Federal Environmental Agency: poor marks for chemical recycling

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Possible alternative to mechanical recycling is ecologically and economically disadvantageous

It should therefore not count towards statutory recycling rates

As things stand at present, recovering materials mechanically from waste is fundamentally better than chemical recycling, both ecologically and economically. That is the conclusion of a recent study by Germany’s Federal Environmental Agency (Umweltbundesamt, UBA). In a background paper on chemical recycling published recently, the federal authority criticises the high energy input required to chemically break down used plastics into their components and then produce new plastics from them. The UBA experts also find it perturbing that chemical recycling produces large quantities of waste and contaminants that cannot be recycled. And the experts also note that the productivity of chemical recycling is poor. Their conclusions: chemical recycling is ecologically and economically not an alternative to mechanical recycling, is not fully developed technically and should therefore not count as part of the recycling rate for material recovery from used plastics.

There are various ways of reintroducing plastics into the material loop. Up to now, they have mainly been recycled mechanically. Chemical recycling is now being discussed as a possible means of complementing mechanical recycling. In its background paper, the UBA explains that this technology is said to have the potential to boost material recycling by opening up the possibility of recycling waste materials that were not previously recyclable, thus making it easier to fulfil the statutory recycling rates for plastics. However, in the opinion of the federal authority’s experts, chemical recycling seems to create more problems than it solves.

Not fully developed and highly risky

In this assessment, the UBA is also in agreement with Environmental Action Germany (Deutsche Umwelthilfe, DUH): the organisation is warning against chemical recycling because it is a technology that is not fully developed and is highly risky, and its environmental impact is barely known so far. DUH fears that chemical recycling could thus become a dead end and hinder important developments for an environmentally sound circular economy.

With mechanical recycling, plastic waste is sorted, washed, melted down and processed into recyclate. This recyclate then serves as the starting material for new products. The UBA explains that chemical recycling is another form of material recovery and involves converting the plastic polymers into their basic chemical building blocks using thermochemical or chemical processes. The products resulting from chemical recycling are suitable as feedstock for the chemical industry to make new plastic products, as well as for use as liquid energy carriers or fuels.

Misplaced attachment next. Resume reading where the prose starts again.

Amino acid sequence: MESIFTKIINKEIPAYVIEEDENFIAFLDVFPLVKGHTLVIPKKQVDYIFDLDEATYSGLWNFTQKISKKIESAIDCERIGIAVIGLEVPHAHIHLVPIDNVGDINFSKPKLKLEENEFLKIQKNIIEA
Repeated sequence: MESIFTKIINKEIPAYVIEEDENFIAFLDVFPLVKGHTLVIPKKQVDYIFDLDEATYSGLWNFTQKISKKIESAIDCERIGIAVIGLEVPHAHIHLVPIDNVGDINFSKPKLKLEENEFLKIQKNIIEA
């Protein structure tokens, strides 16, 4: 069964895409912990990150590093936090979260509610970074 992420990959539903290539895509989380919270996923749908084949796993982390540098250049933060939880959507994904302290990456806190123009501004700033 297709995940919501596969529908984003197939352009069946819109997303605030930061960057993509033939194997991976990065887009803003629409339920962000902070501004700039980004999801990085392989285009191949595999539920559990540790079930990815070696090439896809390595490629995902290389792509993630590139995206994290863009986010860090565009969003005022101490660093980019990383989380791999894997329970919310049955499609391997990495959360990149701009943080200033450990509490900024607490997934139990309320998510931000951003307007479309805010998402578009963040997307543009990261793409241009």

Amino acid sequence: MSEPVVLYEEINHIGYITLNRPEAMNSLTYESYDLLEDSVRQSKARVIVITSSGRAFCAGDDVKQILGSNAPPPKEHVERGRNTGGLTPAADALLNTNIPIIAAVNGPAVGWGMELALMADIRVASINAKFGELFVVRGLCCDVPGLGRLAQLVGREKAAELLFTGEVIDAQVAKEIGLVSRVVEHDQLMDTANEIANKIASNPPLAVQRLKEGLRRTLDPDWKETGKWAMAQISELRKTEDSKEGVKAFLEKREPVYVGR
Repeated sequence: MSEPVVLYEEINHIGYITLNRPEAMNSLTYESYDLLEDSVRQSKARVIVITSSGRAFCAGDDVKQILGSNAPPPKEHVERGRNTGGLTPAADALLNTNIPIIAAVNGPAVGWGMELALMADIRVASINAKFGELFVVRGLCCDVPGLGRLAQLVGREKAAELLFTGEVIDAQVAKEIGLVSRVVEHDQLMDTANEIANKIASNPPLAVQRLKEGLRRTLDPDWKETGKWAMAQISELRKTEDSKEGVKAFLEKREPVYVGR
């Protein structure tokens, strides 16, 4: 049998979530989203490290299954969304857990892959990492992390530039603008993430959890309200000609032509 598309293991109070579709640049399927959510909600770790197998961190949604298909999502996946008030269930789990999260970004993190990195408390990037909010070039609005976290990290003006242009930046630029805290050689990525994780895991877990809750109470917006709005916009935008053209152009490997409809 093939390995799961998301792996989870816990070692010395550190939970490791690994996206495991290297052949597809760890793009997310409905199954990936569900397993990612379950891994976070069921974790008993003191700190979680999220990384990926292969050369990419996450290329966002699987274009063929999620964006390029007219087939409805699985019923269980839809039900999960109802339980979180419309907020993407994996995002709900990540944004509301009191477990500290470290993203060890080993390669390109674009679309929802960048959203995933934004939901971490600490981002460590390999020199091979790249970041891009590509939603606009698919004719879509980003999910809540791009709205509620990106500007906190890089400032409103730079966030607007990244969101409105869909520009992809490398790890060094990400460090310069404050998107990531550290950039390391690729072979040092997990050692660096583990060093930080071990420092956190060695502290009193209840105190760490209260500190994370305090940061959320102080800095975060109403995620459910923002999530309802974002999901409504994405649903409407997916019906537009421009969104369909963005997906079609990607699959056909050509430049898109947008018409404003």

The UBA writes that the possibility of producing basic materials for the chemical industry might make the newly emerging chemical recycling processes seem to be potentially of great importance, as they could contribute to closing the loop between the supply and disposal industries. However, the environmental agency’s experts dispute the technical suitability of this technology as well as its ecological and economic benefits. In its background paper, the UBA says the actual suitability of the individual processes for plastics recycling has yet to be proven on a large scale, even if the processes as such have already been tested for other types of feedstock. 

Very high energy input, lots of non-recyclable pollutants

The federal authority’s criticism is based in particular on the very high energy input required for chemical recycling. The UBA also criticises the large quantities of non-recyclable residues and pollutants that are produced during chemical recycling. The agency notes that the disposal and processing of these is energy-intensive and is not fully developed technically. Furthermore, the UBA finds the low yield in chemical recycling perturbing: the experts find such a high material loss to be questionable from an ecological point of view.

Environmental Action Germany even doubts whether the term ‘recycling’ is at all appropriate for chemical recycling. The organisation argues that after the plastic has been broken down into the raw material for plastic production, these then have to be completely remanufactured. By contrast, the plastic is not altered chemically in classic mechanical recycling. 

Chemical recycling – it can neither replace nor complement mechanical recycling

That is why the authors of the UBA background paper conclude that diverting material streams that have so far been subjected to mechanical recycling to chemical recycling should be avoided, since at the present time it can be assumed that the technically far less complex mechanical processes are ecologically more beneficial. In addition, the Federal Environment Agency notes with scepticism that the operation of a large-scale plant is associated with high investment and operating costs and is therefore only economically viable with a continuously high throughput. The paper adds that this means that only plastic waste that is available on the market in large quantities and does not compete directly with mechanical recycling could be considered as feedstock for chemical recycling. And the authors of the analysis cannot see such large quantities of waste ...

All in all, the study clearly shows that so far chemical recycling cannot present itself as a means of replacing or complementing mechanical recycling. As the UBA says, the ecological and economic disadvantages and technical deficits are simply too great.

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